I run a Windows workgroup environment of around 25 PCs (plus a couple Androids and a Mac), with files stored on Windows server network shares, mounted as drives. We work with lots of large complex documents and engineering data files, >1GB binaries. Connections are wired 1Gb ethernet plus some Wi-Fi.
I want to be able to use the network file resources seamlessly from remote locations (currently it is done via RDP or VPN), including clients' PCs.
So I try to work out a better yet simple collaboration/management system with the main requirement: that a resource (file or folder) should be available via the same link regardless of where the client is located, either locally or on the web. In a perfect system, I envision that if you click a link placed in a web app like Trello, Basecamp etc., it would open the remote target file/folder seamlessly, without having to download it. I understand that WebDAV allows this at least in part (same origin policy of the browser still denies the 'prefect' solution) but my trials have shown that is is horribly slow for our tasks.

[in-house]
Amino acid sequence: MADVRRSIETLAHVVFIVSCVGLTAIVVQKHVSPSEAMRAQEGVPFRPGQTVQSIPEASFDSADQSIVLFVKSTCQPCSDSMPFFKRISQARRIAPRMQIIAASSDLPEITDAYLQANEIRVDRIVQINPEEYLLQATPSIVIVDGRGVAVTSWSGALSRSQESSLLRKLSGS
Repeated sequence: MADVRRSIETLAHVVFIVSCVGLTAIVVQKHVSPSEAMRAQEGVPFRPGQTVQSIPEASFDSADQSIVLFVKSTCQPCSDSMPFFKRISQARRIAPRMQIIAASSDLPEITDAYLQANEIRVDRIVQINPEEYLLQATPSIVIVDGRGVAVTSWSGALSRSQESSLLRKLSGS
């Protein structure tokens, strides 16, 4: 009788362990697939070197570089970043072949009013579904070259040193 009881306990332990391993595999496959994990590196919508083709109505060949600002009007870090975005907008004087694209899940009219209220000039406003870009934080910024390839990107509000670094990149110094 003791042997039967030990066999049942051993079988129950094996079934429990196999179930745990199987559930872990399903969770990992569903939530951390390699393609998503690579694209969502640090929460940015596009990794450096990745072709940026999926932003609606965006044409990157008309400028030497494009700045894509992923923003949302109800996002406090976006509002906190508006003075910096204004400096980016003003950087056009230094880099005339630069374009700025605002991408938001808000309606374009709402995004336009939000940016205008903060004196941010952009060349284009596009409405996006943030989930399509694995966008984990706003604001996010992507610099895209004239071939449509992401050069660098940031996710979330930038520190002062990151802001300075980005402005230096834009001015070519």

I muse at using online storage like the private Tonido Cloud server for this. A distant target would be implementing a custom URI scheme to overcome the same origin policy of browsers. Since I have no experience with other distributed storage technologies, could you give me a clue what would work for me? I've looked at OpenAFS, DFS, NFS but not sure if it's what is right for our tasks. Or am I comepletely off the target and there are other standard solutions to this?
TLDR: What can replace SMB shares functionality while providing access from the web and, unlike FTP, without the need to download/upload?
Update: Is building a custom URI scheme a bad idea? I'm quite fascinated with the way it could work (for example, evernote:// URIs work from any context as long as there is a local client present)